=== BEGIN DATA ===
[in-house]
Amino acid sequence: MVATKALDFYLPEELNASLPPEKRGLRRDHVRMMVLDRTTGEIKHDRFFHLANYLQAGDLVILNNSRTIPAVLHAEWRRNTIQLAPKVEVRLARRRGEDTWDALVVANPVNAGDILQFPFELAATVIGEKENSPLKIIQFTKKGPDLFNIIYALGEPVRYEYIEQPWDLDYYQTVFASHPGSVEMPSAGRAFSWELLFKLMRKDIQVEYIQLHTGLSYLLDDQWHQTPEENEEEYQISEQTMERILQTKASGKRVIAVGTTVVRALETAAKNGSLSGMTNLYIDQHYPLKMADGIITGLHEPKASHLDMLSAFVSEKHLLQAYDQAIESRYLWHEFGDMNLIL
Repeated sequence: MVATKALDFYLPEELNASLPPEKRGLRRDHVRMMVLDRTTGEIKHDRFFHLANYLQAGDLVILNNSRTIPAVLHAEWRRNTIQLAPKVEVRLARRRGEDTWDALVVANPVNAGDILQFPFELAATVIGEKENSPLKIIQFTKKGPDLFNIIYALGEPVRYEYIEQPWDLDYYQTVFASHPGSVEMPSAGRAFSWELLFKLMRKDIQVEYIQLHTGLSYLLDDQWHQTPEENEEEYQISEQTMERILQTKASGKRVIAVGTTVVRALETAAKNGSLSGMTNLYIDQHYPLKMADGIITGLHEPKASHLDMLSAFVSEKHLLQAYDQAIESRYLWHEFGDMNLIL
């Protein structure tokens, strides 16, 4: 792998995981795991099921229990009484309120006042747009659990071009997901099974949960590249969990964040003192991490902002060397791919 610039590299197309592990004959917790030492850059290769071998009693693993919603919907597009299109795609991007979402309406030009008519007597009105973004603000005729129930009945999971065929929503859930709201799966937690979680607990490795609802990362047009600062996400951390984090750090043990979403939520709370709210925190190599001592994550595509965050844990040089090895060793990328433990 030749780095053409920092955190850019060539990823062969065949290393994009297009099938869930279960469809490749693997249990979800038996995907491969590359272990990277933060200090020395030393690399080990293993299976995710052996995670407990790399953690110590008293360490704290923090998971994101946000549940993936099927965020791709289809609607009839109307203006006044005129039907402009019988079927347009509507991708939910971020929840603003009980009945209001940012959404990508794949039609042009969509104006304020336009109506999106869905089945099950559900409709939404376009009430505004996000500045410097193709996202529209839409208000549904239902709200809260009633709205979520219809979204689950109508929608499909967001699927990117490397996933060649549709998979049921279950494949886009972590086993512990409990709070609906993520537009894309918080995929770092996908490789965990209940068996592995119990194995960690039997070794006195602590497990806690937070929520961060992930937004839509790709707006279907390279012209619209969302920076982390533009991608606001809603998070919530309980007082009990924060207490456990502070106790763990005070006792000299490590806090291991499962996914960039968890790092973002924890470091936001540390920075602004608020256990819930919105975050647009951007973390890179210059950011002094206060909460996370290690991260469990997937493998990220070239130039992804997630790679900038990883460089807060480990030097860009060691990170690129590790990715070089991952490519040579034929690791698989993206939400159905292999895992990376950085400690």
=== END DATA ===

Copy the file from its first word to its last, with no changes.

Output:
[in-house]
Amino acid sequence: MVATKALDFYLPEELNASLPPEKRGLRRDHVRMMVLDRTTGEIKHDRFFHLANYLQAGDLVILNNSRTIPAVLHAEWRRNTIQLAPKVEVRLARRRGEDTWDALVVANPVNAGDILQFPFELAATVIGEKENSPLKIIQFTKKGPDLFNIIYALGEPVRYEYIEQPWDLDYYQTVFASHPGSVEMPSAGRAFSWELLFKLMRKDIQVEYIQLHTGLSYLLDDQWHQTPEENEEEYQISEQTMERILQTKASGKRVIAVGTTVVRALETAAKNGSLSGMTNLYIDQHYPLKMADGIITGLHEPKASHLDMLSAFVSEKHLLQAYDQAIESRYLWHEFGDMNLIL
Repeated sequence: MVATKALDFYLPEELNASLPPEKRGLRRDHVRMMVLDRTTGEIKHDRFFHLANYLQAGDLVILNNSRTIPAVLHAEWRRNTIQLAPKVEVRLARRRGEDTWDALVVANPVNAGDILQFPFELAATVIGEKENSPLKIIQFTKKGPDLFNIIYALGEPVRYEYIEQPWDLDYYQTVFASHPGSVEMPSAGRAFSWELLFKLMRKDIQVEYIQLHTGLSYLLDDQWHQTPEENEEEYQISEQTMERILQTKASGKRVIAVGTTVVRALETAAKNGSLSGMTNLYIDQHYPLKMADGIITGLHEPKASHLDMLSAFVSEKHLLQAYDQAIESRYLWHEFGDMNLIL
């Protein structure tokens, strides 16, 4: 792998995981795991099921229990009484309120006042747009659990071009997901099974949960590249969990964040003192991490902002060397791919 610039590299197309592990004959917790030492850059290769071998009693693993919603919907597009299109795609991007979402309406030009008519007597009105973004603000005729129930009945999971065929929503859930709201799966937690979680607990490795609802990362047009600062996400951390984090750090043990979403939520709370709210925190190599001592994550595509965050844990040089090895060793990328433990 030749780095053409920092955190850019060539990823062969065949290393994009297009099938869930279960469809490749693997249990979800038996995907491969590359272990990277933060200090020395030393690399080990293993299976995710052996995670407990790399953690110590008293360490704290923090998971994101946000549940993936099927965020791709289809609607009839109307203006006044005129039907402009019988079927347009509507991708939910971020929840603003009980009945209001940012959404990508794949039609042009969509104006304020336009109506999106869905089945099950559900409709939404376009009430505004996000500045410097193709996202529209839409208000549904239902709200809260009633709205979520219809979204689950109508929608499909967001699927990117490397996933060649549709998979049921279950494949886009972590086993512990409990709070609906993520537009894309918080995929770092996908490789965990209940068996592995119990194995960690039997070794006195602590497990806690937070929520961060992930937004839509790709707006279907390279012209619209969302920076982390533009991608606001809603998070919530309980007082009990924060207490456990502070106790763990005070006792000299490590806090291991499962996914960039968890790092973002924890470091936001540390920075602004608020256990819930919105975050647009951007973390890179210059950011002094206060909460996370290690991260469990997937493998990220070239130039992804997630790679900038990883460089807060480990030097860009060691990170690129590790990715070089991952490519040579034929690791698989993206939400159905292999895992990376950085400690």